Wednesday, 31 May 2017

                                                         Wenger Heights School
Wenger Heights School was situated southwest of Esther, it was built in 1914 making it the second oldest school in the Esther area.It was situated on a high point of land on the NW 29-30-3-W4 on land owned by J.D. Wenger. The school operated from 1914 until 1934 when there were only eight students attending, in 1937 the School District was incorporated into the Acadia School Division and students had by that time gone to several different schools in the area. As many of the old schools from this era, they were bought by local farmers and either used for grain storage or for shops. This particular school was moved to New Brigden and then eventually purchased by Innozenz Hertz who in turn tore it down for the lumber.

Friday, 26 May 2017

Sharing my Experiences.
During the winter of 1968 my friend and neighbor, Ron Barnett, asked me if I would like to work on a seismic crew. I discussed it with my parents and they suggested it would be a fantastic experience. After Christmas, I drove with Ron to Hanna, Alberta to begin my career with Velocity Surveys, a Seismic company from Calgary. We spent a couple weeks living in the old Seymour Hotel and working south of Youngstown, near Big Stone, after that, we moved to a camp job south of Grande Prairie on the Kakwaw River. We spent the winter there and at breakup moved all the trucks and drills back to Calgary.
The following winter I went back and had the opportunity to work on the survey crew, eventually ending up behind an instrument, working with two great guys, Bill Pajak and Brian McBride. When spring came, instead of shutting down, we all boarded a plane and ended up in the Arctic on Prince Patrick Island at a place called Satellite Bay. When I stepped off that airplane, it was -60 F and very windy. I asked myself, what on earth possessed you to do this? Well, long story short we stayed there from April 1 until July 1 and I got to experience 24 hours a day daylight and had the opportunity to work with some great people, who became lifelong friends. When I got home I helped on the farm then back to a crew doing Gravity Exploration near Caroline. My younger brother Brian joined me on this crew and that is where he began his career as a surveyor. He too has had some fantastic adventures throughout BC., Ab., NWT and now in Saskatchewan with Stantec.
All in all the many different experiences I had during my time on seismic crews prepared me for the rest of my life, preparing me for life's experiences and allowing me the ability to be able to work with confidence in myself.

Thursday, 25 May 2017

A New Twist.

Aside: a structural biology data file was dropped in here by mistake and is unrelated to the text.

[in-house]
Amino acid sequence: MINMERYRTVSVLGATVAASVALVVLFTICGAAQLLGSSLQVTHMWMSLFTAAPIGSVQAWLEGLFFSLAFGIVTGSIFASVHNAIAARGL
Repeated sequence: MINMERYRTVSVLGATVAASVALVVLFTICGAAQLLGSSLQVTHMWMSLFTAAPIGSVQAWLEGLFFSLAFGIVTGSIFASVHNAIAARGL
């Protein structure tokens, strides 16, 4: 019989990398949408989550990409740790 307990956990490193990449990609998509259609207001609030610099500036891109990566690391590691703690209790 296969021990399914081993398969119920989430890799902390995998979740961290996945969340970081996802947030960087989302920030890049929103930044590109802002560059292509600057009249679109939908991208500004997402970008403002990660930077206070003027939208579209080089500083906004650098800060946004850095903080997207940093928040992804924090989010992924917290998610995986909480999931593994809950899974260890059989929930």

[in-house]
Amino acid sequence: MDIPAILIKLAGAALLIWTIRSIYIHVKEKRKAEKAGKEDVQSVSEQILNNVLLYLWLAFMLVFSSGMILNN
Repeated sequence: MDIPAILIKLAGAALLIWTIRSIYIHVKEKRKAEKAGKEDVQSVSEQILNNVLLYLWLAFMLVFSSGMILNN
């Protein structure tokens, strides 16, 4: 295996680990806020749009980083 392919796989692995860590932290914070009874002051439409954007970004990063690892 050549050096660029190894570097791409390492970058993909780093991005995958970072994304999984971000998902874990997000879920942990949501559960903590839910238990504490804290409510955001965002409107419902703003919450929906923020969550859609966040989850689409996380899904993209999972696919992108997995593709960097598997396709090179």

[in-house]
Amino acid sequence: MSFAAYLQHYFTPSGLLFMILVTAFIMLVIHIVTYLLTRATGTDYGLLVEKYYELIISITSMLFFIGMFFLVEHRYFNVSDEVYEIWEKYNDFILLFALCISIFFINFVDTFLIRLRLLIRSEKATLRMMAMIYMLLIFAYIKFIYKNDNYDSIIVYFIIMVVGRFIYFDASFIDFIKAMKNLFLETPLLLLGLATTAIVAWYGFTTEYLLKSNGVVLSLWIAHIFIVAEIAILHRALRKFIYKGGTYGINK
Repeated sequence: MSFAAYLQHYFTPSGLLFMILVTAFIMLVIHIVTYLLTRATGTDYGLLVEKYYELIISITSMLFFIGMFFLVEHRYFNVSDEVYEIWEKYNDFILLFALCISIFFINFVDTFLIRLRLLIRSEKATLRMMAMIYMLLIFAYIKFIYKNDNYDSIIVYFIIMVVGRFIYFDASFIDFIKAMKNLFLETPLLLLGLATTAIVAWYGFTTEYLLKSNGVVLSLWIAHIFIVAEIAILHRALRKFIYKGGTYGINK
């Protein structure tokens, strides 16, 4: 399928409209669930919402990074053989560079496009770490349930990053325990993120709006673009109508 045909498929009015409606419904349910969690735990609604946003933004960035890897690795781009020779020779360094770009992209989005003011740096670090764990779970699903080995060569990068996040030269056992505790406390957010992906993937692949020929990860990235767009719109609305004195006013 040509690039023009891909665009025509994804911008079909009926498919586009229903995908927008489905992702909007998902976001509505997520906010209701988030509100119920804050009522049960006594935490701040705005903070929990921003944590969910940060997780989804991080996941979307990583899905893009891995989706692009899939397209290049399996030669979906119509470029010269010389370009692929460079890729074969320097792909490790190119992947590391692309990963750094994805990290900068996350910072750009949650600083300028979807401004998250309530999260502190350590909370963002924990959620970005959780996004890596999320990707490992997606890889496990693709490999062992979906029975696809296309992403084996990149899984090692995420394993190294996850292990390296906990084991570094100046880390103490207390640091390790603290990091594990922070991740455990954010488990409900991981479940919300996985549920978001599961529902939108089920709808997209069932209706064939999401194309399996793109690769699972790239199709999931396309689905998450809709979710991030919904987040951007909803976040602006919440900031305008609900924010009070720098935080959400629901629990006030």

Blogging is something I never thought I would do, today I am trying something new.
I normally try and include some history from where I grew up and surrounding communities, today I am going to write about something different.
I joined several photography pages on Facebook and find them interesting and enjoyable. Photography is my hobby not my business, at one time I thought it would be fun to be a starving artist but now I just enjoy taking photos and posting them for others to enjoy. I have made so many new friends on these sites and I have to say it is a great place to meet many wonderful people. Sharing our photos and stories that are part of our many weekend adventures, have become trips we excitedly look forward too all week.
It is amazing how many abandoned structures there are in Alberta, we find farmsteads, churches,
schools and ghost towns in all parts of the province. In areas northeast of Edmonton, the European
influence abounds some beautiful old churches and schools. In one particular area we found a Romanian church and a school built completely of stone. Recently my friend and I went back to the area and discovered two abandoned churches still standing and in reasonably good shape. We also discovered a beautiful old stone house, built from stones out of Beaverhill Lake.
I hope to write more of these type of blogs in the future, two people who have influenced and
encouraged me to create my blog site are Dale Stewart and Chris Doer, both experienced bloggers. I
want to thank them both for their confidence and encouragement.
I have been told I am supposed to broaden my horizons and take photos other than abandoned
buildings so our next trip out for photos I am going to be doing some landscapes and experimenting with filters and lenses. Photography can be such a rewarding hobby, one you can enjoy looking back on and also sharing with family and friends. All of the different sites on a Facebook are wonderful to share on and learn new techniques from fellow photographers.
Today is the first day of the rest of your life, breath the fresh air and enjoy everyone around you.

Tuesday, 23 May 2017